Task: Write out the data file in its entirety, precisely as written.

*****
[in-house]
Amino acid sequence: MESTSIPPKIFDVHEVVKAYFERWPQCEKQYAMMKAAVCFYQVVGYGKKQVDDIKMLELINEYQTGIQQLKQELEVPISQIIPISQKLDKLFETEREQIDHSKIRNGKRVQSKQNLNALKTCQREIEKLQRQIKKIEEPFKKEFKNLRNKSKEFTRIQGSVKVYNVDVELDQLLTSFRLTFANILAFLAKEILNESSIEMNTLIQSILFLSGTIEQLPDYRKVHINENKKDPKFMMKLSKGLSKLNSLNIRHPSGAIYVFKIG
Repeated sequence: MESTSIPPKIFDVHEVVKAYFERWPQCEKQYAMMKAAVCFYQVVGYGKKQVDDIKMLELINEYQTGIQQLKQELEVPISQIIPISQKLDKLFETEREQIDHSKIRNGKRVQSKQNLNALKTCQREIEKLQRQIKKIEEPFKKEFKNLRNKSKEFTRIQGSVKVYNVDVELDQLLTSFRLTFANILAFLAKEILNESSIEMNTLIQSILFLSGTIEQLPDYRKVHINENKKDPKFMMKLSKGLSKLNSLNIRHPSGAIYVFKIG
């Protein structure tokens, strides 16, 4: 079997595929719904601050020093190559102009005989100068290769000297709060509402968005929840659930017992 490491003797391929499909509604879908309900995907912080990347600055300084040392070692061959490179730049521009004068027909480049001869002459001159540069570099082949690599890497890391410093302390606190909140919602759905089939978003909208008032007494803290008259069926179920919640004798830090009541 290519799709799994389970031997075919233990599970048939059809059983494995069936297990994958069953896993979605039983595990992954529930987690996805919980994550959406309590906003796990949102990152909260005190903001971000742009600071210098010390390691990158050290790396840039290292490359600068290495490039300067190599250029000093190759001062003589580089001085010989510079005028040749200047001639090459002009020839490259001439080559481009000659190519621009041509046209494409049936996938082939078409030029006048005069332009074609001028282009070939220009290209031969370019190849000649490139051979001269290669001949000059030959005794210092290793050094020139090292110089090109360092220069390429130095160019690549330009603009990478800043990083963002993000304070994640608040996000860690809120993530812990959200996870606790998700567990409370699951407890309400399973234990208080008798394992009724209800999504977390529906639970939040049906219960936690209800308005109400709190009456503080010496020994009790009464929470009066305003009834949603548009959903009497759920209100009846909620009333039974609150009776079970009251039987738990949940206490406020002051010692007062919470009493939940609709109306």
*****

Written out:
[in-house]
Amino acid sequence: MESTSIPPKIFDVHEVVKAYFERWPQCEKQYAMMKAAVCFYQVVGYGKKQVDDIKMLELINEYQTGIQQLKQELEVPISQIIPISQKLDKLFETEREQIDHSKIRNGKRVQSKQNLNALKTCQREIEKLQRQIKKIEEPFKKEFKNLRNKSKEFTRIQGSVKVYNVDVELDQLLTSFRLTFANILAFLAKEILNESSIEMNTLIQSILFLSGTIEQLPDYRKVHINENKKDPKFMMKLSKGLSKLNSLNIRHPSGAIYVFKIG
Repeated sequence: MESTSIPPKIFDVHEVVKAYFERWPQCEKQYAMMKAAVCFYQVVGYGKKQVDDIKMLELINEYQTGIQQLKQELEVPISQIIPISQKLDKLFETEREQIDHSKIRNGKRVQSKQNLNALKTCQREIEKLQRQIKKIEEPFKKEFKNLRNKSKEFTRIQGSVKVYNVDVELDQLLTSFRLTFANILAFLAKEILNESSIEMNTLIQSILFLSGTIEQLPDYRKVHINENKKDPKFMMKLSKGLSKLNSLNIRHPSGAIYVFKIG
């Protein structure tokens, strides 16, 4: 079997595929719904601050020093190559102009005989100068290769000297709060509402968005929840659930017992 490491003797391929499909509604879908309900995907912080990347600055300084040392070692061959490179730049521009004068027909480049001869002459001159540069570099082949690599890497890391410093302390606190909140919602759905089939978003909208008032007494803290008259069926179920919640004798830090009541 290519799709799994389970031997075919233990599970048939059809059983494995069936297990994958069953896993979605039983595990992954529930987690996805919980994550959406309590906003796990949102990152909260005190903001971000742009600071210098010390390691990158050290790396840039290292490359600068290495490039300067190599250029000093190759001062003589580089001085010989510079005028040749200047001639090459002009020839490259001439080559481009000659190519621009041509046209494409049936996938082939078409030029006048005069332009074609001028282009070939220009290209031969370019190849000649490139051979001269290669001949000059030959005794210092290793050094020139090292110089090109360092220069390429130095160019690549330009603009990478800043990083963002993000304070994640608040996000860690809120993530812990959200996870606790998700567990409370699951407890309400399973234990208080008798394992009724209800999504977390529906639970939040049906219960936690209800308005109400709190009456503080010496020994009790009464929470009066305003009834949603548009959903009497759920209100009846909620009333039974609150009776079970009251039987738990949940206490406020002051010692007062919470009493939940609709109306």